As described more fully below, the indigo dye processes of this invention may also be used to dye yarn with indigo in commercial package dye machines, which has not been commercially feasible with conventional processes. Where premordanting is used, which is preferred in some applications, the premordanting may be performed in the package dye machine. As described, the yarn to be dyed is spirally wound on perforated stainless steel tubes which are generally submerged in an enclosed kier. The machine is designed to repeatedly sequentially pump liquid (dye liquor) into and out of the tubes through the cones of yarn. The yarn may be premordanted by placing the perforated tubes containing the yarn to be dyed in the package kier and filling the package kier with water, which is preferably heated to the desired temperature of about 100° F. The premordant is then added to the water either as a prepared solution or suspension and the premordant is then pumped through the yarn at a temperature of 100° to 180° F. by operation of the package dye machine, wherein the premordant is pumped into and out of the perforated tubes, through the yarn wound on the tubes preferably at a temperature of 100° to 180° F. The yarn may then be rinsed by pumping warm (e.g. 100° F.) rinse water through the tubes, as described. An aqueous solution of reduced indigo dye, which may be prepared as described above, is then forced through the tubes and the yarn wound on the tubes while maintaining the package kier in a nonoxidizing atmosphere, as described. Finally, water is pumped under pressure through the tubes to oxidize the indigo dye on the fibers of the yarn, permanently dyeing the yarn with indigo dye.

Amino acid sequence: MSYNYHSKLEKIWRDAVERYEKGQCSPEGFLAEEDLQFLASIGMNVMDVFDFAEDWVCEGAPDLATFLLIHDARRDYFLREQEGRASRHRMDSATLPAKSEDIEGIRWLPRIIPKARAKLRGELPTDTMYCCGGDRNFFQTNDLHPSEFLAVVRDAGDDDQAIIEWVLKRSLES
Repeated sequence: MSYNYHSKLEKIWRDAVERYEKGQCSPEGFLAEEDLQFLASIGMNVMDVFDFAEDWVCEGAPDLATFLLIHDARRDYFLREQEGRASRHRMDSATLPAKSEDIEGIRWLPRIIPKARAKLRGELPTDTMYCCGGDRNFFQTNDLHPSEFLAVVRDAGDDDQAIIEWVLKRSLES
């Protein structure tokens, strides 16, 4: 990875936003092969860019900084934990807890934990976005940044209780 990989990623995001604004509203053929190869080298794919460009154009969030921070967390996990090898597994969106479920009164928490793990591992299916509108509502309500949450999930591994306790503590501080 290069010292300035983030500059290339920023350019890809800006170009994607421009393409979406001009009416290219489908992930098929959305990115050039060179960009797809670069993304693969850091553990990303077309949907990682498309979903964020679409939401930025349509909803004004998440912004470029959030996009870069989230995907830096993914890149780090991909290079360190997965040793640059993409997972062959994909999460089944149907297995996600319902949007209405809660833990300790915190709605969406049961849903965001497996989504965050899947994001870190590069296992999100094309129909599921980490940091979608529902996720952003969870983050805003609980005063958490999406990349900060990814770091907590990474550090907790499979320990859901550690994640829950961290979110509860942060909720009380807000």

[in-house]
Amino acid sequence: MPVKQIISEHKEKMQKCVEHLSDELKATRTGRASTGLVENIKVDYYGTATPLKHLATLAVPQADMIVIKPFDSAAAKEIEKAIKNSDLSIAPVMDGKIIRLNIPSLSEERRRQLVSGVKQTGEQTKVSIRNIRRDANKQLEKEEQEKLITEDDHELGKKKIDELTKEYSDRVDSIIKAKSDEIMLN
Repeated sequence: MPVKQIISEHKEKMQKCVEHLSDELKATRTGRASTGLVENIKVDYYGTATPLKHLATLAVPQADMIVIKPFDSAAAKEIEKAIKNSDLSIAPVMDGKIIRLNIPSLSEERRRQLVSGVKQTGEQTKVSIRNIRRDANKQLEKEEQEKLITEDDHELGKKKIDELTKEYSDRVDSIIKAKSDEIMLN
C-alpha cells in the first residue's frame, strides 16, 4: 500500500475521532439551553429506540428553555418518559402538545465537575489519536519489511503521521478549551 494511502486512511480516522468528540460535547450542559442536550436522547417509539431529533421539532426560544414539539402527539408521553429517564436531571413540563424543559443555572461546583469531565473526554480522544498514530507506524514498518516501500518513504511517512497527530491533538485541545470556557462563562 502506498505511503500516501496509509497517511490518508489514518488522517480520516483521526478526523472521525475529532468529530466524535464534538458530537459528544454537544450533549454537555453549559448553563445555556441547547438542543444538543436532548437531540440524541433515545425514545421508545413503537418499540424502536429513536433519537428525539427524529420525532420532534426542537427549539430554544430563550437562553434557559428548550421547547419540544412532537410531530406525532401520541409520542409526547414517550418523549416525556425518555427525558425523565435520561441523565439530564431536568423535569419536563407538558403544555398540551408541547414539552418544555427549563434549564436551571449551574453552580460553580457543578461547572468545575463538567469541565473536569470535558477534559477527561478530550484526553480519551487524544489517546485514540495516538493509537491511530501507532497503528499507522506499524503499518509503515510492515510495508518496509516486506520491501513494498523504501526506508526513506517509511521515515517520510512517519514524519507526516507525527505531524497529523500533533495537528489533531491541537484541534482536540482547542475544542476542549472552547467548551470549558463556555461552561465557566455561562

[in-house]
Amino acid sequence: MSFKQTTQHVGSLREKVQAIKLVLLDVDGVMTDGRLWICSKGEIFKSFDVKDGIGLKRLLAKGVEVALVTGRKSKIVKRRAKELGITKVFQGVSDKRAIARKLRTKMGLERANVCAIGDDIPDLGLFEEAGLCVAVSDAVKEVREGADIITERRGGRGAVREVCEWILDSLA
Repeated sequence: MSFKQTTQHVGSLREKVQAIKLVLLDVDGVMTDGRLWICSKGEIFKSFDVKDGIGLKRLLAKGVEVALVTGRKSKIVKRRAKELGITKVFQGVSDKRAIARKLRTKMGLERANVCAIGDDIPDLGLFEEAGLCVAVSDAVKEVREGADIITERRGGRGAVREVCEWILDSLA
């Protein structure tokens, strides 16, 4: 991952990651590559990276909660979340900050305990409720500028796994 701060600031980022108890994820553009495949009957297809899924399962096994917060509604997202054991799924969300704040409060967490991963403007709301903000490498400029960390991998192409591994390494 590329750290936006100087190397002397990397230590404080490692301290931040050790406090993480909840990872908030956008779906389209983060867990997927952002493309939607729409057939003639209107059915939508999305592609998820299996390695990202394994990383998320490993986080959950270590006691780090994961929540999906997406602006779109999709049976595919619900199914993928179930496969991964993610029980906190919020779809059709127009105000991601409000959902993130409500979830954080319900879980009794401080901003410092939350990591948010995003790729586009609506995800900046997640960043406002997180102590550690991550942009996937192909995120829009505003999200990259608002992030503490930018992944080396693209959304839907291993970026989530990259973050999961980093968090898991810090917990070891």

The indigo dye process of this invention may be repeated to increase the dye uptake on the fibers and produce a deeper shade of blue. That is, the dyed fibers are again treated with indigo dye in the reduced leuco state in an inert atmosphere, as described above. The fibers are then washed in water to oxidize the reduced leuco indigo to indigotin, forming a deeper shade on the fibers. As will be understood by those skilled in the art, indigo dye is very important not only to produce a blue color, but also for various shades of purple, gray, browns and even black. The indigo dye process of this invention is suitable for "natural" indigo derived from indigo plant material, but also for genetically produced indigo available from Genencor Corp., or synthetic indigo.